When the Los Angeles Rams and New England Patriots arrive in Atlanta next week, the first major item on their itinerary will be “Super Bowl Opening Night,” a combination of press conference, media circus and fan experience.
This is the fourth consecutive year that the NFL will transform the Super Bowl event formerly known as Media Day into a prime-time show.
Billed as the teams’ public premiere in Atlanta, the event is scheduled for State Farm Arena beginning at 7 p.m. on Jan. 28, the Monday before the big game.
“It’s a press conference with a little bit of humor and entertainment on top of it,” said Jon Barker, NFL vice president of event operations and production.
He said a crowd of “probably about 8,000” is expected for the event. Tickets are $29 and available at Ticketmaster.com. The spectacle will be televised on NFL Network and CBS Sports Network.
The format, Barker said, will go like this: First, the NFC champion Rams will be introduced and take questions from thousands of media members on the arena floor for an hour. Then, coaches and captains from both teams will appear together on stage. And finally, the AFC champion Patriots will take their turn answering questions from the media for an hour.
The overlap in the middle of the event “will be the only time prior to the game these two teams will be in the same building at the same time,” Barker said.
Fans in attendance will be given radios on which they can listen to player interviews taking place at individual podiums. Former NFL players will be available for autographs in the concourses. Falcons cheerleaders and mascots will be there. And one fan will win two tickets to Super Bowl LIII at Mercedes-Benz Stadium on Feb. 3.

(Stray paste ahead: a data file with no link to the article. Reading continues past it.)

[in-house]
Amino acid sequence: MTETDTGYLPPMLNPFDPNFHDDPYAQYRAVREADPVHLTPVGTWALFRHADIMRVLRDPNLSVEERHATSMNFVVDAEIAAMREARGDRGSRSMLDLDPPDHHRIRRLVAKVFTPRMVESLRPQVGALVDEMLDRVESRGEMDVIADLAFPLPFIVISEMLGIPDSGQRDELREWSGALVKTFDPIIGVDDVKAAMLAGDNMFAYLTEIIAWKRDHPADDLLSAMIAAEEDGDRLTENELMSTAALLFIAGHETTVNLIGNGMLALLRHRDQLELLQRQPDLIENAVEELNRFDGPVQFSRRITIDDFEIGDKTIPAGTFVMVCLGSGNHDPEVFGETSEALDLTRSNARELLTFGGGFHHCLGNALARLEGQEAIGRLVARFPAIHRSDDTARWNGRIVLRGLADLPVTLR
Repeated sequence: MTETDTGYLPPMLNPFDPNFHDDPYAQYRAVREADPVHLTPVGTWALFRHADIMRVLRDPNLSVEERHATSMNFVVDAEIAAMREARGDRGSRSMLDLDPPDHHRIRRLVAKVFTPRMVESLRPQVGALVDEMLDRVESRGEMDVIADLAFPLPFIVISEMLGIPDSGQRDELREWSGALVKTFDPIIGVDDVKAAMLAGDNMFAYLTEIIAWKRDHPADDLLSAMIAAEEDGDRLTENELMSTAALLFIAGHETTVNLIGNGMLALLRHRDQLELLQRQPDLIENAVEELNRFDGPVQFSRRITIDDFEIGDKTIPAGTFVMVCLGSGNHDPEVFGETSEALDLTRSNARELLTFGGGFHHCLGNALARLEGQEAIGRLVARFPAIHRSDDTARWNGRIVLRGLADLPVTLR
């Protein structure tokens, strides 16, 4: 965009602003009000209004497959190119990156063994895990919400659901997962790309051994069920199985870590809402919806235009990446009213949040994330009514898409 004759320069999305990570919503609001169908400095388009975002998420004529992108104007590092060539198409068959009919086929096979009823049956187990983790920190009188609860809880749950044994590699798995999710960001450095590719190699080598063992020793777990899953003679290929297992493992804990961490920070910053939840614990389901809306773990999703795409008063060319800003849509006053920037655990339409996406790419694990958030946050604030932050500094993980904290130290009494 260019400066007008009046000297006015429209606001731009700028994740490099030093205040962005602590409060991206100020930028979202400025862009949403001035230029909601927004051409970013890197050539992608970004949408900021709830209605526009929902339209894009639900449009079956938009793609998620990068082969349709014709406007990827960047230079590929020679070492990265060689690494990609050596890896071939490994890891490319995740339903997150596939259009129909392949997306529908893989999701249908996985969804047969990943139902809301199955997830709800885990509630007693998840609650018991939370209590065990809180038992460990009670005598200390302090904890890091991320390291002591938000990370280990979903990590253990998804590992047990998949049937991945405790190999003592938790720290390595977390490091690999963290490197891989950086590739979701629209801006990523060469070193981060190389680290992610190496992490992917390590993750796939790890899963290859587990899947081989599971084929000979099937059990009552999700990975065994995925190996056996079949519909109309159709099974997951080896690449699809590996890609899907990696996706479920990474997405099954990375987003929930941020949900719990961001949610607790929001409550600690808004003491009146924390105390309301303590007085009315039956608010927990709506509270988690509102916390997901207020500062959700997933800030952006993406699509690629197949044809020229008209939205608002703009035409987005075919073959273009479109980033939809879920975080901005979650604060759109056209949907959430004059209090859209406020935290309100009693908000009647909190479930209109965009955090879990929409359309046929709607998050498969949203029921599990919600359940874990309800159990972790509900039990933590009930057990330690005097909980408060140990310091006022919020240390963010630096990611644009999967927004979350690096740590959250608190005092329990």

“We are taking steps to make this a fan experience rather than just a press conference,” Barker said. “Don’t get me wrong -- this is a press conference, and that’s what it should be. But what we have done is take steps to make sure fans are engaged and having a positive experience.
“It’s more than just coming and sitting in seats. There’s going to be a lot going on in that building.”
Super Bowl Media Day, long known for the offbeat questions and answers it generated, used to be held on the Tuesday morning or afternoon before the game. But it was renamed and rebranded as a prime-time Monday night event starting with Super Bowl 50 in Santa Clara, Calif., in 2016.
Some modifications will be made in the newly renovated State Farm Arena to accommodate the event.
“We’ll build a temporary raised floor in the arena and will build ramps and what we’re calling viewing platforms out into that floor to get fans closer to what’s happening,” Barker said.
Because most out-of-town fans who attend the Super Bowl will arrive later next week, the “Opening Night” crowd is expected to consist largely of Atlanta area residents, Barker said. The arena doors will open at 5:30 p.m.
Barker, who was in Atlanta all of last week, also addressed the NFL’s preparations for Super Bowl events in general, including the game itself: “We’re in really good shape,” he said. “We’re pleased with where we are. We’re on track in (Mercedes-Benz Stadium). We’re on track externally. We’re really comfortable – as long as the weather holds out, I can’t foresee anything that is going to get in our way.”
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